Dust can kill. Don’t risk your long-term health

blog 20 Oct 2021

Dust can have massive long term effects on our health and wellbeing and could even cause death in some instances. This blog highlights the risks and how to be respiratory mindful and keep safe  when working within a dust filled environment.

Dust can kill. Don’t risk long-term health

Several construction activities can create dust. But because dust particles are so tiny and not always visible to the eye, dust may not always seem to be an obvious health hazard.

Sadly, statistics reveal that construction workers die every single week from lung diseases caused by exposure to dust. And many more suffer from severe chronic long-term lung conditions. 

According to the Health and Safety Executive (HSE) there are 17,000 self-reported breathing or lung problems made worse by work. Perhaps more frighteningly, 12,000 lung disease deaths each year are estimated to be linked to past exposures at work.

In fact, dust is considered such a health hazard that the HSE is visiting construction sites - of all types and sizes - across the country throughout October to check that appropriate measures are in place to protect workers’ lung health from exposure to dust.

What types of dust are the most hazardous?

Dust can be produced when materials are cut, drilled, demolished, sanded or shovelled. But not all dust particles are the same and some are more harmful than others. Dust is generally broken down into three sizes - inhalable, thoracic and respirable dust.

Inhalable dust is generally larger in scale and is normally be captured by mucus, although it is still dangerous to health. It is the ultra-fine dust - such as silica dust - which is sometimes known as the ‘invisible killer’ due to its ability to reach the deepest part of the lungs. Silica is commonly found in many construction materials such as concrete and mortar.

Long-term, silica dust can cause serious health problems, such as lung cancer, COPD, silicosis and asthma. Unfortunately, these diseases may only become evident after a long period of time and when it is too late for treatment to have any effect. Therefore, an effective dust control system on site is vital.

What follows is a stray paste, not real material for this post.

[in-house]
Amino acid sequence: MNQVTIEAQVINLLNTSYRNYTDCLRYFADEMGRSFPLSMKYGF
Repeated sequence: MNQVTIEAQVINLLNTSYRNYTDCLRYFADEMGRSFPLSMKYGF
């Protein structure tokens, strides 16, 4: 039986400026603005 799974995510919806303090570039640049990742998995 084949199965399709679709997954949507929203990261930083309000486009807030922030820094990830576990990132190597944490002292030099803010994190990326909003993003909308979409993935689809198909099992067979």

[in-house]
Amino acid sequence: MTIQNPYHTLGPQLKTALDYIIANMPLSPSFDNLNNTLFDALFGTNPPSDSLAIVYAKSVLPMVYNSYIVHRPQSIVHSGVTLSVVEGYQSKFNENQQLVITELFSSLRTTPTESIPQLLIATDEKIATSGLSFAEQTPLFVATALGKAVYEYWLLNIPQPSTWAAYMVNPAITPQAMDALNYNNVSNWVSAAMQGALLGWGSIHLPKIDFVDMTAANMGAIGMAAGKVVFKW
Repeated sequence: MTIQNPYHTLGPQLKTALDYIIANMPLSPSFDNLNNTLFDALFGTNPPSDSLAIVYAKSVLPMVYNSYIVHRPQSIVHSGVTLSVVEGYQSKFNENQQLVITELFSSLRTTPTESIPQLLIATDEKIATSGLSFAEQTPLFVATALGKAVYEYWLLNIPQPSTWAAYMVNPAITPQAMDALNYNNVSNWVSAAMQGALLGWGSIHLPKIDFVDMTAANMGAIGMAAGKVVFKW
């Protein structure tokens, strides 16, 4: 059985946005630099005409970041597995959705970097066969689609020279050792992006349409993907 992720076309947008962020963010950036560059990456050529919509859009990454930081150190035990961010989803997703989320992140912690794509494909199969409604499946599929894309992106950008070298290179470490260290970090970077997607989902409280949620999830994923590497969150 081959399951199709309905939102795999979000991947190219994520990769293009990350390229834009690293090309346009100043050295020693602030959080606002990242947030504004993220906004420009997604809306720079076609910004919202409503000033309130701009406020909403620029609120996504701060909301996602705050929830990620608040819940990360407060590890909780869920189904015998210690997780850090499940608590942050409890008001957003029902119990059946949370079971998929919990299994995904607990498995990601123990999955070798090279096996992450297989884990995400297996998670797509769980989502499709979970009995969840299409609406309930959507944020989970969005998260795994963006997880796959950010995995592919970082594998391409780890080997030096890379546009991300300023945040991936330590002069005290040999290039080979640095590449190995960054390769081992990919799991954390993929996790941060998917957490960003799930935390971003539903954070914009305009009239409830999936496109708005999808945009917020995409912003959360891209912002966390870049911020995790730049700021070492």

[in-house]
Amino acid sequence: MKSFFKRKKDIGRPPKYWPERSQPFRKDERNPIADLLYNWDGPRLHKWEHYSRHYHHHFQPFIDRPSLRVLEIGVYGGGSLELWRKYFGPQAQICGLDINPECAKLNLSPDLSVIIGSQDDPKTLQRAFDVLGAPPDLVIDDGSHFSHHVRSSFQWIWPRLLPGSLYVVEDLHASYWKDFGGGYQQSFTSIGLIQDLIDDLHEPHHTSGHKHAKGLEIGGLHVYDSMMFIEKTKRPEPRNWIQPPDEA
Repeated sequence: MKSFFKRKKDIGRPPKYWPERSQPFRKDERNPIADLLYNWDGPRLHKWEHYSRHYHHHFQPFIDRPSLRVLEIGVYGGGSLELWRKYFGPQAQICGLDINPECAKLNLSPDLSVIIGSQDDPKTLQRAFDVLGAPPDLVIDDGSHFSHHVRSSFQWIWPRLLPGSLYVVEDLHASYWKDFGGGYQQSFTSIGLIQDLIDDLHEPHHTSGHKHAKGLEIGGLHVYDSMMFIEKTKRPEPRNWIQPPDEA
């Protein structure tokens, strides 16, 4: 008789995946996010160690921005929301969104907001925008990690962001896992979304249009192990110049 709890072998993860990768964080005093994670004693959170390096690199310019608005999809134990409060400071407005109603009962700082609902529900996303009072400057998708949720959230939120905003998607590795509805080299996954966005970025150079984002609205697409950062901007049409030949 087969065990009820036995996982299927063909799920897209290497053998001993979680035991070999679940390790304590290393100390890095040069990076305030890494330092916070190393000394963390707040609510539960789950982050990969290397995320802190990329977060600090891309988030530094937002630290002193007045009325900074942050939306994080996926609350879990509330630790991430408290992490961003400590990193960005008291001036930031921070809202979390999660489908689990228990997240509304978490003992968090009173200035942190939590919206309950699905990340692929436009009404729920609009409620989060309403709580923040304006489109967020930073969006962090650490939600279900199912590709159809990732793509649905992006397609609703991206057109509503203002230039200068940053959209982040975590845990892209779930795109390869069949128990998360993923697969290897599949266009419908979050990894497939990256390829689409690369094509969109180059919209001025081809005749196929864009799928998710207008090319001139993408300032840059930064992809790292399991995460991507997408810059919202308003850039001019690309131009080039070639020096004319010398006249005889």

Make sure you are aware of the risks and know what to do to stay safe 

There are measures you can put in place to control exposure to dust in the workplace. The Chartered Institute of Building Services Engineering (CIBSE) states that a hierarchy of controls should always be considered to ensure the safest and most effective control method is achieved.

Elimination of the hazard and substitution of the hazard are the most effective means of control. But practically, when customers are trying to carry out a task or finish a project against tight deadlines, these may not be an option. The next stage is for an engineering control to be considered.

That’s where our experts at Sunbelt Rentals can help. In simple terms, engineering controls protect workers by removing hazardous conditions or by placing a barrier between the worker and the hazard. Examples could include dust extraction products or correctly fitted respiratory protective equipment (RPE).

Reducing risk

Risk can be reduced through the implementation of control measures and the use of tools and equipment that enable detection and monitoring of dust levels. These include the Trolex Air XD unit which offers accurate, real-time particulate monitoring in the harshest and most hazardous working environments. A state-of-the-art sensing device continuously measures every particle from 0.35 to 40 μm.

Other monitoring tools include the Casella Guardian2 Monitor which can be used on construction sites not only to measure dust, but also noise and vibration levels. Alerts can be generated automatically when specified limits are exceeded.

There are also dust extraction products in the Sunbelt Rentals fleet such as the DC AirCube air cleaner particle extraction unit. A two-stage filtration system removes fine dust particles from the work environment to ensure improved air quality for workers. Dust extraction products can also be fitted to handheld tools to shield users from direct inhalation of dust.

Respiratory protective equipment (RPE) is another control measure. Face fit testing is required for RPE masks such as disposable half masks, reusable filter or cartridge half masks, full face filter or cartridge masks and escape set masks.

Face Fit testing is a method of checking that a specific model and size of a tight fitting facepiece matches the wearer’s facial features and seals adequately to the wearer’s face. It also helps identify facepieces which may not be suitable for the wearer.

The HSE advises that fit testing should be conducted by a competent person and that competence can be demonstrated by accreditation under the Fit2Fit RPE Fit Test Providers Accreditation Scheme. Sunbelt Rentals not only supplies RPE such as masks, but also specialises in face fit testing with several strategically located Fit2Fit accredited Respiratory Technicians deployed across the UK.

It’s crucial that we all realise the health risks of exposure to dust and make sure workers are protected. The HSE’s ‘Dust Hub’ at https://www.hse.gov.uk/dust/index.htm provides a wealth of information to help employers control exposure to dust in the workplace. You can also contact our experts for further advice.

Air Filtration Units

See if one of our Air Filtration units could help with your dust management here.
Filtration Units

Fume & Dust Extraction Hire

Our range of Dust & Fume extraction equipment can help manage your dust environment, find your perfect solution here.
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